Examination of the Psychometric Properties of a Strengths-based Assessment, the Recovery Capital Questionnaire, for Patients Accessing Addiction Services
John Burns, University of Stirling
The RCQ is a strengths-based assessment tool, which the author has created and developed. It is used across seven different addiction treatment sites in Scotland by scores of staff with hundreds of clients. John has presented extensively on the topic and has trained more than 150 staff across voluntary and public services in the use of the tool and gained the support of the Scottish Government for further development.
Stalking in Scotland: A Feminist Perspective
Katy Proctor, Glasgow Caledonian University
These research findings have been utilised to provide training for multi-agency practitioners working with victims of stalking and provide consultation during the development of an app for victims. Through delivering over 20 workshops and other training events, Katy has been able to disseminate her findings to over 250 professionals across Scotland, working directly with those who are being stalked.
Who Cares for the Carers?
Lilian Kennedy, University of Edinburgh
This research was undertaken as part of an SGSSS internship with Scottish Government and provided two focused Evidence Summary Reports: Communication Outreach Strategies, and Equalities Considerations for LGBT and BME Carers. Through this work, Lilian interfaced with policy teams to identify key areas of concern and areas of missing research in the successful implementation of the Carers (Scotland) Act 2016.
Student loans and the reproduction of inequality: comparing the distribution of student debt in Scotland and Wales
Lucy Blackburn, University of Edinburgh
This research has had a substantial influence on public debate in Scotland on issues related to student funding and widening participation through providing evidence and analysis not available from other sources. It was awarded 2017 “Wonk of the Year” by specialist UK-wide HE website Wonkhe for providing “essential reading for a critical commentary on the funding of Scottish higher education”.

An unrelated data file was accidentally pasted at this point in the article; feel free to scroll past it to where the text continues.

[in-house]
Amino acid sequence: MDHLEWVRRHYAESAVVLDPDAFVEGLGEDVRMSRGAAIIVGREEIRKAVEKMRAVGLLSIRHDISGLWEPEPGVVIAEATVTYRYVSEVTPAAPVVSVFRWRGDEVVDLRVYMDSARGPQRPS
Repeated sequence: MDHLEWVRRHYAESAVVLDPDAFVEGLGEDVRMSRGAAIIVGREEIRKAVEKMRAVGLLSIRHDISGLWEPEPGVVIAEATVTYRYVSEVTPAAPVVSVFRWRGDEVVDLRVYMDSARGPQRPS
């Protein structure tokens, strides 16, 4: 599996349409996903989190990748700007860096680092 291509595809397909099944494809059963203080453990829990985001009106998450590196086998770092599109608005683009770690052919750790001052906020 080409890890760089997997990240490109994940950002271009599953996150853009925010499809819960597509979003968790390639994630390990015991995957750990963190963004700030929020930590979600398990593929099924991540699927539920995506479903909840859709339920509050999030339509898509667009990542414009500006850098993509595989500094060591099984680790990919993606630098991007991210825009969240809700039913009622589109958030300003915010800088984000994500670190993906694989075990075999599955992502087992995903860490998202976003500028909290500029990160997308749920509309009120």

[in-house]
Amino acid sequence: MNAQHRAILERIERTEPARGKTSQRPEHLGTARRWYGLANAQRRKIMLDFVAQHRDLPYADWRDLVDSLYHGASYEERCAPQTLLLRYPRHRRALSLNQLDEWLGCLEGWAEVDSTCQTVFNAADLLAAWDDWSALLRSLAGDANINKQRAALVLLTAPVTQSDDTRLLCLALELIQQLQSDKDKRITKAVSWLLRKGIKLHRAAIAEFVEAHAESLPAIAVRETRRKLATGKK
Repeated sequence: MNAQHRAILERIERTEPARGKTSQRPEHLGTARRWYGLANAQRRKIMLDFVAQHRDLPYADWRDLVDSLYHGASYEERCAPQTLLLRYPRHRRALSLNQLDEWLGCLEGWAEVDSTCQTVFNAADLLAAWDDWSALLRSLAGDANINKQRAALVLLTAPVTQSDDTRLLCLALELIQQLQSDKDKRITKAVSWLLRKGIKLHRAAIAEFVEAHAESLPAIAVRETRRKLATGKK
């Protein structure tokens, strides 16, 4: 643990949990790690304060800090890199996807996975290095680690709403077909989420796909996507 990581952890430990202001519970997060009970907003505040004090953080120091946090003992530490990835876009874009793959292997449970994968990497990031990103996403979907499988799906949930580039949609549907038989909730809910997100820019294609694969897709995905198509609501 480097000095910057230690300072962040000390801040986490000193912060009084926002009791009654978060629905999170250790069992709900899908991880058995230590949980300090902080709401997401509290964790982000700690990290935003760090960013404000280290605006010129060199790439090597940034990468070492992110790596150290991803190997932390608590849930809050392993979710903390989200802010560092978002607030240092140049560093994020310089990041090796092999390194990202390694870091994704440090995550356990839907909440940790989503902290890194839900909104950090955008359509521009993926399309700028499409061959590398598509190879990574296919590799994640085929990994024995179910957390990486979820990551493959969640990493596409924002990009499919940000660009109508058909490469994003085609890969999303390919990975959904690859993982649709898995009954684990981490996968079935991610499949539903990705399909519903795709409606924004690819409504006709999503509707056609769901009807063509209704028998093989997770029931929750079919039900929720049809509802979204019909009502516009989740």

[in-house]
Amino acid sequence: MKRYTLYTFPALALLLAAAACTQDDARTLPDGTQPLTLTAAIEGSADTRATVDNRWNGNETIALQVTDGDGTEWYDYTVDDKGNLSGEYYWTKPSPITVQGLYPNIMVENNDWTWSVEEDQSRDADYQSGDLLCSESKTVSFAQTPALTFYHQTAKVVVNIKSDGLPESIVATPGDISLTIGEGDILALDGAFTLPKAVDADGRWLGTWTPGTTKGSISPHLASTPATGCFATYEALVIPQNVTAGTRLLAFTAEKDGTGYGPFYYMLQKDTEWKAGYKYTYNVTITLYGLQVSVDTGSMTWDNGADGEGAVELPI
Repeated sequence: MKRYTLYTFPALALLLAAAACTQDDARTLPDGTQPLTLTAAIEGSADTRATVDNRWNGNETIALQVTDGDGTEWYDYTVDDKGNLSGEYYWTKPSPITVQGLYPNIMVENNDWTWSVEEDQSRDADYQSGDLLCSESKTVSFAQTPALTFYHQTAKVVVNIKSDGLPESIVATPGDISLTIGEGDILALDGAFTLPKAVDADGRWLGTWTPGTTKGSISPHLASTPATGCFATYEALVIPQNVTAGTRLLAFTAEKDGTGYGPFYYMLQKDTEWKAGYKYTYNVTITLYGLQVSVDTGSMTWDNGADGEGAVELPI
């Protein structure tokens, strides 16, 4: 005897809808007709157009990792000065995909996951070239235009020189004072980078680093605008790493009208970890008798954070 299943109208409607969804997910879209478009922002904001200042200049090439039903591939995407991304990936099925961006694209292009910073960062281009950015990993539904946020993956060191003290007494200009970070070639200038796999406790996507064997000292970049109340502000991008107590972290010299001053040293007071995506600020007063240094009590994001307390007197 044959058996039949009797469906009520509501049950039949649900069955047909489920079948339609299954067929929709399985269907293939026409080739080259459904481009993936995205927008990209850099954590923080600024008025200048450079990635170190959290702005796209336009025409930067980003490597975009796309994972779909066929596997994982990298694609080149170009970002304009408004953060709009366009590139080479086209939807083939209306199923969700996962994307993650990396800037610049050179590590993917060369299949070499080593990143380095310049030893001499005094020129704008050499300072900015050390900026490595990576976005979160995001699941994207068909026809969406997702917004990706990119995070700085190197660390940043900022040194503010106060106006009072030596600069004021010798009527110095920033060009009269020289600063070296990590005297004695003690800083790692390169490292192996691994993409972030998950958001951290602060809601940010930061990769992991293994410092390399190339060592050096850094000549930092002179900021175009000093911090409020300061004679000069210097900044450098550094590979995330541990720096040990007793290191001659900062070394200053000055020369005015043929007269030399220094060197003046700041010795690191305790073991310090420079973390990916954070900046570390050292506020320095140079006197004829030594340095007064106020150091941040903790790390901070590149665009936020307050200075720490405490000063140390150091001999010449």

Beyond Resilience in Times of Despair: Out of Pocket Payments on Healthcare and Health Seeking Behaviours in the Gaza Strip
Majdi Ashour, University of Edinburgh
The results of this empirical research on the healthcare system in the Gaza Strip was able to contribute to reframing debates about resilient health systems in conflict affected countries. The research was presented at two sessions of the fourth Global Symposium on Health Policy and System Research and published in the leading health journal “The Lancet”.
Proximity interpreting – video-mediated interpreting (VMI) in frontline police settings
Robert Skinner, Heriot-Watt University
This research is shaping Police Scotland’s policy on how to use VMI services to ensure their services are accessible and usable by deaf (BSL) civilians. It supports interpreters to provide their service in a policing context. The research not only adds value to academic discourse and informs policies around using video interpreting services in a policing context, but aims to make academia accessible to the BSL community.